Tips for Snowmobiling in Ontario
The following is provided for your information only. It is by no means a complete list. The information here is from the OFSC website.
To snowmobile legally in Ontario, you must have:
a valid driver’s license
proof of snowmobile ownership
Advice For Visitors to Ontario
To make your border crossing easier, register your sleds with U.S. Customs before leaving the country. This will make your return hassle-free. It’s also wise to bring your passport or birth certificate along.
For U.S residents traveling to Ontario, you will receive the most favourable exchange rate at a bank.
Visa , Mastercard and American Express are widely accepted.
Ontario is a very large province, so you probably won’t have time to see all in one trip. The best idea is to pick a region or preplan a route that fits with your allotted vacation time and personal riding style.
Always carry emergency/repair kits) when touring.
Ontario’s weather conditions and winter temperatures are generally similar to those of northern Michigan, Wisconsin and Minnesota, so dress accordingly.
Opening and closing of snowmobile trails in Ontario can be extremely varied depending on the area and weather conditions.
Always phone ahead to check both weather and trail conditions. The best place to check is with the local club in the area where you will be riding. They are the ones who will best know the trail conditions.
While operating a snowmobile, the same rules of the road and penalties apply as for driving a car, including possible fines, loss of driver’s license, criminal record and/or imprisonment.
Ontario requires the mandatory use of approved safety helmets according to the Highway Traffic Act Regulations while operating or riding a snowmobile.
All Ontario residents must register their motorized snow vehicles (MSV) with the Ministry of Transportation, display the registration numbers and show proof of insurance.
All non-residents must produce evidence of insurance and registration, or bill of sale and comply with Ontario’s snowmobile regulations.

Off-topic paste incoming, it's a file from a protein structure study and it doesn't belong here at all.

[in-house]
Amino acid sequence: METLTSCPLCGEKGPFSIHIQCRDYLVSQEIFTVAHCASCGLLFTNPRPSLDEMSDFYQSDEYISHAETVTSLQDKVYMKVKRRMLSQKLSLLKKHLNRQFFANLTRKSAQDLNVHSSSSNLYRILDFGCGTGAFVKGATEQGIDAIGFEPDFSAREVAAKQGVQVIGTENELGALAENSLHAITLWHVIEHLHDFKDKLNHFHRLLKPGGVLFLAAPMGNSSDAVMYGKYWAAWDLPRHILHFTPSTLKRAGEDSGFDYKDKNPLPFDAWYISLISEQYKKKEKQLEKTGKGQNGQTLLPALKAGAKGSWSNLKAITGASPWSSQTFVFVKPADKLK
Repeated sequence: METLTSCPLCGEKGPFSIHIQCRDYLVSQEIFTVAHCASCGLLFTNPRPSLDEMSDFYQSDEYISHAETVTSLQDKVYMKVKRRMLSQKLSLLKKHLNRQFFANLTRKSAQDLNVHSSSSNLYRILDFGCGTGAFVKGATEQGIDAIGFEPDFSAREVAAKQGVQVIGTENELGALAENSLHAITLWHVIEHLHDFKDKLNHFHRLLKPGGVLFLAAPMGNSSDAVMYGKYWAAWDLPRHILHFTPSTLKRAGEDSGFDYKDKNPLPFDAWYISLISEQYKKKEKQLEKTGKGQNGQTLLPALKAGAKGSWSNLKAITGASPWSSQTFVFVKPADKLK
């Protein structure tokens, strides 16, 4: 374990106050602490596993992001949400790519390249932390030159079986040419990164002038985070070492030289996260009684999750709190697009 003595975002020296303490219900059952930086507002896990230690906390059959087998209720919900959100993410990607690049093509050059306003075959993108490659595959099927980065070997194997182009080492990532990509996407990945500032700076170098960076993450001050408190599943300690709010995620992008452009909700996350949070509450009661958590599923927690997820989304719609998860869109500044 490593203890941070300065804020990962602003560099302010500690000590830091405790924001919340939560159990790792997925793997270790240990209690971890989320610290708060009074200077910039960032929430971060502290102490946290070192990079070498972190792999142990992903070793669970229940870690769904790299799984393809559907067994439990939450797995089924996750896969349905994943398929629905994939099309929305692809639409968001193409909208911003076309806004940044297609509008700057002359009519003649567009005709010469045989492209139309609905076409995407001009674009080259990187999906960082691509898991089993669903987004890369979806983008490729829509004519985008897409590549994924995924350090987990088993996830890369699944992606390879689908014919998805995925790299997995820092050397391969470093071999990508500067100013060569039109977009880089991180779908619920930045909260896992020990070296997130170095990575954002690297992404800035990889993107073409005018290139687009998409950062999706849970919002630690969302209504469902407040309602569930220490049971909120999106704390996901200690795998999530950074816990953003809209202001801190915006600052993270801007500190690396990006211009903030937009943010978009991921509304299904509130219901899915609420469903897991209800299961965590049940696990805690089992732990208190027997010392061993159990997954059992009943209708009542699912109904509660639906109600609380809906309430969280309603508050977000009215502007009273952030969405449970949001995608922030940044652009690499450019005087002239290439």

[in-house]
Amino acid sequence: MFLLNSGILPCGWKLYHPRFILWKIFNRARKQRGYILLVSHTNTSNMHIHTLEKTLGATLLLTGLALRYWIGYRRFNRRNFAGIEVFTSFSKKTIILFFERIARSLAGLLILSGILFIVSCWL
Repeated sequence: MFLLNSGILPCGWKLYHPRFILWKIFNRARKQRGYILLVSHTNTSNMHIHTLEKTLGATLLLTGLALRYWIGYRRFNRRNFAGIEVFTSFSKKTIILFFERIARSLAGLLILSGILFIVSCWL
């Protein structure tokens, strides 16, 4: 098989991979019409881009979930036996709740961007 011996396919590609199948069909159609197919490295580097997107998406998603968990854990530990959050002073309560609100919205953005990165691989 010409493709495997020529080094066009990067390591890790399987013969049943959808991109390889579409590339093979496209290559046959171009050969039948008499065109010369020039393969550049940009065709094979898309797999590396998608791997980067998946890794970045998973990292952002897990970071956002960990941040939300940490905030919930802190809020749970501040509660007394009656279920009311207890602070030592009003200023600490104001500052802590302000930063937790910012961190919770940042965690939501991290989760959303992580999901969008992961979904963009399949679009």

Non-Ontario residents who are not compelled to insure their snowmobile in their own state must be covered while in Ontario. They may do so through their car insurance.
All Ontario residents must display a current validation of their MSV.
In addition, both resident and non resident drivers must be at least 12 years old and hold a motorized snow vehicle operator’s license. Those 16 and over can use a valid driver’s license.
In order to ride OFSC snowmobile trails, a current valid Trail Permit must appear on the windshield of your sled. Trail permits can be purchased from many local businesses, and from the local snowmobile club
The maximum legal speed limit on Ontario trails is 50 kilometres per hour (35mph)
Helmets must bear certification verifying conformance to one of the following recognized standards:
Canadian Standards Association Standard D230 Safety Helmets for Motorcycle Riders and shall bear the monogram of the Canadian Standards Association Testing Laboratories;
Snell Memorial Foundation and shall have affixed thereto the certificate of the Snell
British Standards Institute and shall have affixed thereto the certificate of the British
Standards Institute; or
United States of America Federal Motor Vehicle Safety Standard 218 and shall bear the symbol DOT constituting the manufacturer’s certification of compliance with the standard. R.R.O. 1990, Reg. 610, s.
Vehicles and Insurance
The entry of vehicles and trailers into Canada for touring purposes is usually a quick routine matter.
Any necessary permits are issued at point of entry.
If you’ve rented a vehicle or trailer, make sure you bring a copy of the rental contract, which stipulates that you have permission to use it in Canada.
U.S. Motorists planning to travel in Canada are advised to obtain a Canadian Non-Resident Interprovincial Motor Vehicle Liability Insurance Card available on in the US, Contact your local insurance agent.